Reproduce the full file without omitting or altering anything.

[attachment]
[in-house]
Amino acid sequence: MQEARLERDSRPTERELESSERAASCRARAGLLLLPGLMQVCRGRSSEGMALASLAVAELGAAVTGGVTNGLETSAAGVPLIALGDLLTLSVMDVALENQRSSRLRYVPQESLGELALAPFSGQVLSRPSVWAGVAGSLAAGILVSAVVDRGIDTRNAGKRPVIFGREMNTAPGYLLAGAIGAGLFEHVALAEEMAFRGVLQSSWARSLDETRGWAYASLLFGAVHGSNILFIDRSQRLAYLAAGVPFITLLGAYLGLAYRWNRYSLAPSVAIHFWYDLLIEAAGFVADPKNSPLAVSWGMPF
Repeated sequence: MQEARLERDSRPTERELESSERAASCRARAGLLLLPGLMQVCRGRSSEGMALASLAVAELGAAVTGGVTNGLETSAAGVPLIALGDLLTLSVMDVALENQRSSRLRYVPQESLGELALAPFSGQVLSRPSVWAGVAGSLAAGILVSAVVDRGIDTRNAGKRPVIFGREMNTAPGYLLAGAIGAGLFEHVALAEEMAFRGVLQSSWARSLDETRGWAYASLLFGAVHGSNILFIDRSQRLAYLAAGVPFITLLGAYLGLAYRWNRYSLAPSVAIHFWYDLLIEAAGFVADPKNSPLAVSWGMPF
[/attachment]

[in-house]
Amino acid sequence: MQEARLERDSRPTERELESSERAASCRARAGLLLLPGLMQVCRGRSSEGMALASLAVAELGAAVTGGVTNGLETSAAGVPLIALGDLLTLSVMDVALENQRSSRLRYVPQESLGELALAPFSGQVLSRPSVWAGVAGSLAAGILVSAVVDRGIDTRNAGKRPVIFGREMNTAPGYLLAGAIGAGLFEHVALAEEMAFRGVLQSSWARSLDETRGWAYASLLFGAVHGSNILFIDRSQRLAYLAAGVPFITLLGAYLGLAYRWNRYSLAPSVAIHFWYDLLIEAAGFVADPKNSPLAVSWGMPF
Repeated sequence: MQEARLERDSRPTERELESSERAASCRARAGLLLLPGLMQVCRGRSSEGMALASLAVAELGAAVTGGVTNGLETSAAGVPLIALGDLLTLSVMDVALENQRSSRLRYVPQESLGELALAPFSGQVLSRPSVWAGVAGSLAAGILVSAVVDRGIDTRNAGKRPVIFGREMNTAPGYLLAGAIGAGLFEHVALAEEMAFRGVLQSSWARSLDETRGWAYASLLFGAVHGSNILFIDRSQRLAYLAAGVPFITLLGAYLGLAYRWNRYSLAPSVAIHFWYDLLIEAAGFVADPKNSPLAVSWGMPF